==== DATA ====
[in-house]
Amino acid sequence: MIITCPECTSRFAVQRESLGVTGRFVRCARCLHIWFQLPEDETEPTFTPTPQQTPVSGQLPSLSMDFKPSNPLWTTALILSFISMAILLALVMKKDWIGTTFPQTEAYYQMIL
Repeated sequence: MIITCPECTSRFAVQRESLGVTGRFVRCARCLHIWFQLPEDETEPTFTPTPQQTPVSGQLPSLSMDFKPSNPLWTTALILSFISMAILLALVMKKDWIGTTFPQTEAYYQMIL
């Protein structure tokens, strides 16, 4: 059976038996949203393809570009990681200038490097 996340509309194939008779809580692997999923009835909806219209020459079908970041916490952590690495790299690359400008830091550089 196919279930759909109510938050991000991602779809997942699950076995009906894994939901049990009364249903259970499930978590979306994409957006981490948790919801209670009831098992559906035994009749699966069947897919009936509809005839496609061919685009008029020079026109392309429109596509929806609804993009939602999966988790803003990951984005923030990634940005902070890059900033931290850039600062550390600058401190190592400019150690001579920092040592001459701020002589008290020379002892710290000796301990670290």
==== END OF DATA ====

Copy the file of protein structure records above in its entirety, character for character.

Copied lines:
[in-house]
Amino acid sequence: MIITCPECTSRFAVQRESLGVTGRFVRCARCLHIWFQLPEDETEPTFTPTPQQTPVSGQLPSLSMDFKPSNPLWTTALILSFISMAILLALVMKKDWIGTTFPQTEAYYQMIL
Repeated sequence: MIITCPECTSRFAVQRESLGVTGRFVRCARCLHIWFQLPEDETEPTFTPTPQQTPVSGQLPSLSMDFKPSNPLWTTALILSFISMAILLALVMKKDWIGTTFPQTEAYYQMIL
């Protein structure tokens, strides 16, 4: 059976038996949203393809570009990681200038490097 996340509309194939008779809580692997999923009835909806219209020459079908970041916490952590690495790299690359400008830091550089 196919279930759909109510938050991000991602779809997942699950076995009906894994939901049990009364249903259970499930978590979306994409957006981490948790919801209670009831098992559906035994009749699966069947897919009936509809005839496609061919685009008029020079026109392309429109596509929806609804993009939602999966988790803003990951984005923030990634940005902070890059900033931290850039600062550390600058401190190592400019150690001579920092040592001459701020002589008290020379002892710290000796301990670290």